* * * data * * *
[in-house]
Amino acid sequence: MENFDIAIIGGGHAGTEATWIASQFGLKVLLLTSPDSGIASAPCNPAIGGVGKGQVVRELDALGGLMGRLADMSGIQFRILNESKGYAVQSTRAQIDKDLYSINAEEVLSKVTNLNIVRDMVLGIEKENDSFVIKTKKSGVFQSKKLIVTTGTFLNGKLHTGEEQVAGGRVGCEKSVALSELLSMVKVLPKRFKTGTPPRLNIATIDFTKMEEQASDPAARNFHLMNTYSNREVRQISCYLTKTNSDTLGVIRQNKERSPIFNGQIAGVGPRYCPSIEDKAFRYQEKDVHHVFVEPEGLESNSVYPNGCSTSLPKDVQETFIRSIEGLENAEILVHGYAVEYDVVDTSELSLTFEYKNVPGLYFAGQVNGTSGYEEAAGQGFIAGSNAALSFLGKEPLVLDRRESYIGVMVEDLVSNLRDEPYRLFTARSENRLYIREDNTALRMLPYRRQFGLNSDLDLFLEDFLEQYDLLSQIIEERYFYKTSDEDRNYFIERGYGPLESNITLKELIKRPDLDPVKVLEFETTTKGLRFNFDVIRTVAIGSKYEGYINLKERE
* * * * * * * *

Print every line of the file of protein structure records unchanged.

[in-house]
Amino acid sequence: MENFDIAIIGGGHAGTEATWIASQFGLKVLLLTSPDSGIASAPCNPAIGGVGKGQVVRELDALGGLMGRLADMSGIQFRILNESKGYAVQSTRAQIDKDLYSINAEEVLSKVTNLNIVRDMVLGIEKENDSFVIKTKKSGVFQSKKLIVTTGTFLNGKLHTGEEQVAGGRVGCEKSVALSELLSMVKVLPKRFKTGTPPRLNIATIDFTKMEEQASDPAARNFHLMNTYSNREVRQISCYLTKTNSDTLGVIRQNKERSPIFNGQIAGVGPRYCPSIEDKAFRYQEKDVHHVFVEPEGLESNSVYPNGCSTSLPKDVQETFIRSIEGLENAEILVHGYAVEYDVVDTSELSLTFEYKNVPGLYFAGQVNGTSGYEEAAGQGFIAGSNAALSFLGKEPLVLDRRESYIGVMVEDLVSNLRDEPYRLFTARSENRLYIREDNTALRMLPYRRQFGLNSDLDLFLEDFLEQYDLLSQIIEERYFYKTSDEDRNYFIERGYGPLESNITLKELIKRPDLDPVKVLEFETTTKGLRFNFDVIRTVAIGSKYEGYINLKERE